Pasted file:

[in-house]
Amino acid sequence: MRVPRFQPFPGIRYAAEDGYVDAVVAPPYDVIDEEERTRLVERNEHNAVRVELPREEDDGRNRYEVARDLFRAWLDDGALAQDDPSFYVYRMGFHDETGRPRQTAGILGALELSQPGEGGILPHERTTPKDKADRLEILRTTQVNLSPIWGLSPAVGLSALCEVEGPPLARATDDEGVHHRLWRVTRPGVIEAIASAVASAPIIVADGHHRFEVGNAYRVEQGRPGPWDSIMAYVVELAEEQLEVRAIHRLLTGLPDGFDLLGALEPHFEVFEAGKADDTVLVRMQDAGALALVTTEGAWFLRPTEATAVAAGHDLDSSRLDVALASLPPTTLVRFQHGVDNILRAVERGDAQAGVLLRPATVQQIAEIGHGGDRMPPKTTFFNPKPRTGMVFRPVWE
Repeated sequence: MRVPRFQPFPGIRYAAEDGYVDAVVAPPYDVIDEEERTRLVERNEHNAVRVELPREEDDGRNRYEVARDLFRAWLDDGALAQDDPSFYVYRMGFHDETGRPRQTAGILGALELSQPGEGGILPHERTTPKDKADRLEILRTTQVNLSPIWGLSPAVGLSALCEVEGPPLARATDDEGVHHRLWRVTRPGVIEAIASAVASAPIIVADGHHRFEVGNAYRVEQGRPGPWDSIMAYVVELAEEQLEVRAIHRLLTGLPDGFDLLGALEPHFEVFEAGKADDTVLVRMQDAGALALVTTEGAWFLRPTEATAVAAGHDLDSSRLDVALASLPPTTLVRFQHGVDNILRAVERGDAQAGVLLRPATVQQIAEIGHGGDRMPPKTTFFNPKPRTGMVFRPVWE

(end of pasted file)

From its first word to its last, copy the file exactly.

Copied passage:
[in-house]
Amino acid sequence: MRVPRFQPFPGIRYAAEDGYVDAVVAPPYDVIDEEERTRLVERNEHNAVRVELPREEDDGRNRYEVARDLFRAWLDDGALAQDDPSFYVYRMGFHDETGRPRQTAGILGALELSQPGEGGILPHERTTPKDKADRLEILRTTQVNLSPIWGLSPAVGLSALCEVEGPPLARATDDEGVHHRLWRVTRPGVIEAIASAVASAPIIVADGHHRFEVGNAYRVEQGRPGPWDSIMAYVVELAEEQLEVRAIHRLLTGLPDGFDLLGALEPHFEVFEAGKADDTVLVRMQDAGALALVTTEGAWFLRPTEATAVAAGHDLDSSRLDVALASLPPTTLVRFQHGVDNILRAVERGDAQAGVLLRPATVQQIAEIGHGGDRMPPKTTFFNPKPRTGMVFRPVWE
Repeated sequence: MRVPRFQPFPGIRYAAEDGYVDAVVAPPYDVIDEEERTRLVERNEHNAVRVELPREEDDGRNRYEVARDLFRAWLDDGALAQDDPSFYVYRMGFHDETGRPRQTAGILGALELSQPGEGGILPHERTTPKDKADRLEILRTTQVNLSPIWGLSPAVGLSALCEVEGPPLARATDDEGVHHRLWRVTRPGVIEAIASAVASAPIIVADGHHRFEVGNAYRVEQGRPGPWDSIMAYVVELAEEQLEVRAIHRLLTGLPDGFDLLGALEPHFEVFEAGKADDTVLVRMQDAGALALVTTEGAWFLRPTEATAVAAGHDLDSSRLDVALASLPPTTLVRFQHGVDNILRAVERGDAQAGVLLRPATVQQIAEIGHGGDRMPPKTTFFNPKPRTGMVFRPVWE